Need Proof of Global Warming?

truffler1635 at my-deja.com truffler1635 at my-deja.com
Mon Aug 21 22:23:12 EST 2000



>From The Oregonian, Aug. 19, 2000, p A4

STARTLED VISITORS FIND ICE-FREE NORTH POLE
Global warming is suspected as open water is seen at the pole for the
first time in possibly 50 million years

By JOHN NOBLE WILFORD, New York Times News Service

	The North Pole is melting.
	The thick ice that has for ages covered the Arctic Ocean at the pole
has turned to water, recent visitors there reported Friday. At least for
the time being, an ice-free patch of ocean about a mile wide has opened
at the very top of the world, something that has presumably never before
been seen by human beings and is more evidence that global warming may be
real and already affecting climate.
	The last time scientsts can be certain the pole was awash in water
was more than 50 million years ago. "It was totally unexpected," said
James J. McCarthy, an oceangrapher, director of the Museum of Comparative
Zoology at Harvard University and the Co-leader of a group working for
the U.N.-sponsored Intergovernmental Panel on Climate Change. The panel
is studying the potential environmental and economic consequences of
marked climate change.
	McCarthy was a lecturer on a tourist cruise in the Arctic aboard a
Russian icebreaker earlier this month. On a similar Arctic cruise six
years ago, he recalled, the icebreaker plowed through an icecap 6 to 9
feet thick at the North Pole.
	This time, ice was generally so thin that sunlight could penetrate
and support concentrations of plankton growing under the ice. McCarthy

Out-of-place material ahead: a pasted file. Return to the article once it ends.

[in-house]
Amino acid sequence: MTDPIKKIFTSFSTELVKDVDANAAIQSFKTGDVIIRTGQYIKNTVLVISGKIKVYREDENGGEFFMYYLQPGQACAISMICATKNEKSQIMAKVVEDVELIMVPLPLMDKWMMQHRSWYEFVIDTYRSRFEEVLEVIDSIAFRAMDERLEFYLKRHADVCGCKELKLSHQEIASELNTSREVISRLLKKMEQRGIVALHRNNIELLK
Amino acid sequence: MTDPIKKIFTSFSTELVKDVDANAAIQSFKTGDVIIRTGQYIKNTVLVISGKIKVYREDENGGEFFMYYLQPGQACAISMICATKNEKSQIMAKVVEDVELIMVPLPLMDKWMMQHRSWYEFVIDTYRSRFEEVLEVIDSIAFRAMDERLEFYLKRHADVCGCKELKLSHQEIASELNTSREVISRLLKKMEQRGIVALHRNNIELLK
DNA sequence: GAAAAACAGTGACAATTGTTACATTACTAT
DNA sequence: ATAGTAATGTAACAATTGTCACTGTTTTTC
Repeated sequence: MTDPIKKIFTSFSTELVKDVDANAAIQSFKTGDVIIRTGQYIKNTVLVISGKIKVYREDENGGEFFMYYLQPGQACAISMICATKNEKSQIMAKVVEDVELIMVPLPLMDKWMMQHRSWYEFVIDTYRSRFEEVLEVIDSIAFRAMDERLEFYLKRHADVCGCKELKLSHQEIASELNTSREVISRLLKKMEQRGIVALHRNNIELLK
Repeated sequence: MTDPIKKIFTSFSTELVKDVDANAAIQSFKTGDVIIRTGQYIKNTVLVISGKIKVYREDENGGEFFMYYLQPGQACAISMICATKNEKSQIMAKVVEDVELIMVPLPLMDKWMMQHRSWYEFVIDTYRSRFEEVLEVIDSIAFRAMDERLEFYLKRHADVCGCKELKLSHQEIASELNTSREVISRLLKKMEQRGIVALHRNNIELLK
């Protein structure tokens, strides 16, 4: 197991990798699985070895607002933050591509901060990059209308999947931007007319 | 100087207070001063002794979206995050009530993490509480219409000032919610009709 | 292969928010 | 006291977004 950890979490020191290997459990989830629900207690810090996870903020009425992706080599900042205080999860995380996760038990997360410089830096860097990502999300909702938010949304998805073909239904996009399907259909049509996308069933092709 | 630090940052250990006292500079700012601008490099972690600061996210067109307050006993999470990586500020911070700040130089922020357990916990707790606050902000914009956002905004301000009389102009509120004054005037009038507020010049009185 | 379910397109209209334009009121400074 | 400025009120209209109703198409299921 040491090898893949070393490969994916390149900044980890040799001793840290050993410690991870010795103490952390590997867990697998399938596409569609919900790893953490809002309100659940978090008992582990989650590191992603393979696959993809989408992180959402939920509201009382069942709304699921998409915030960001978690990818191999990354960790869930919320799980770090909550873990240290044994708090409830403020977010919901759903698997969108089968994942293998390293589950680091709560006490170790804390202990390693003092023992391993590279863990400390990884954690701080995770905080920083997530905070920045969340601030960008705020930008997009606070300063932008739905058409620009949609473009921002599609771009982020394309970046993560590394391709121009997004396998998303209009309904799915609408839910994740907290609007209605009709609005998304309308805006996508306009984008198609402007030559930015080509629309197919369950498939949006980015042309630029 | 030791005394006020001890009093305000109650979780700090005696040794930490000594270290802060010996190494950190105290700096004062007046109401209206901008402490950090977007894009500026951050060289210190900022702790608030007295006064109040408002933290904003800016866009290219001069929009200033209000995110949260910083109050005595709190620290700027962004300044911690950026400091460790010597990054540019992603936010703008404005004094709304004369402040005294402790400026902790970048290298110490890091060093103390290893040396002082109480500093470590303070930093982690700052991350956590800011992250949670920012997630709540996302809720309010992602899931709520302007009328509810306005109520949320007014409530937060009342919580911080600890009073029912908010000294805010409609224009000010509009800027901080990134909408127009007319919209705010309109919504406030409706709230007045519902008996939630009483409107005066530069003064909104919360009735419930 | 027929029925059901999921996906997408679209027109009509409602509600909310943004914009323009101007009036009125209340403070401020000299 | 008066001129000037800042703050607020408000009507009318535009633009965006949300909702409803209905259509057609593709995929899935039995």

said the Russian captain of the icebreaker, who has made the voyage 10
times in recent years, said he had never before encountered open water at
the pole.
	Another lecturer, Malcolm C. McKenna, a paleontologist at the
American Museum of Natural History in New York, said the ship, the Yamal,
crunched through miles of unusually thin ice and intermittent open water
on the approach from Spitsbergen, Norway, to the pole. When the ship
reached the pole - which McKenna and his wife, Priscilla, confirmed with
a hand-held Global Positioning System navigation device - water lapped
its bow.
	The Yamal eventually had to steam six miles away to find ice thick
enough for the 100 passengers to get out and be able to say they had
stood on the North Pole, or close to it. They saw ivory gulls flying
overhead, the first time ornithologists said they had ever been sighted
at the pole.
	Recalling the reaction of passengers when they saw an iceless North
Pole, McCarthy said: "There was a sense of alarm. Global warming was
real, and we were seeing its effects for the first time that far north."

Comment by Poster: Once in "more than 50 million years" seems a pretty
convincing argument for stating global warming. It certainly goes beyond
those arguing the Earth is currently is a 14,000-15,000 warming trend.
Let's see: 15,000 goes into 50 million...

Now the only thing to worry about is how to start reducing greenhouse
gases, such as CO2, O3 (did you know ozone was a greenhouse gase as
well?); SO2, H2S04, CO, methane, etc. One of the best ways to reduce
global warming while decreasing dependency on fossil fuels is to convert
wood debris into wood pellets, then burn these to generate electricity.
Yes, it does create pollution, but relatively clean pollution. The by-
products: mostly potash, becomes fertilizer to be re-added to tree crops
for increased growth. Those already growing hybrid cottonwood and willow
have shown the way to incorporate this technology into new energy
development. It is also a wonderful way to utilize excess biomass
accumulation from national forest stands left too long without fire. Why
not chip some of the smaller woody-debris from thinning operations to
create more wood chip pellets?

There are still concerns about the effulent produced during the creation
of wood pellets. I suspect that fungi are already known or can be
developed to deal with that effulent effectively. Certainly fungal
degradation of the effulent makes more sense than adding it to landfills.

What do others think?

Daniel B. Wheeler
www.oregonwhitetruffles.com


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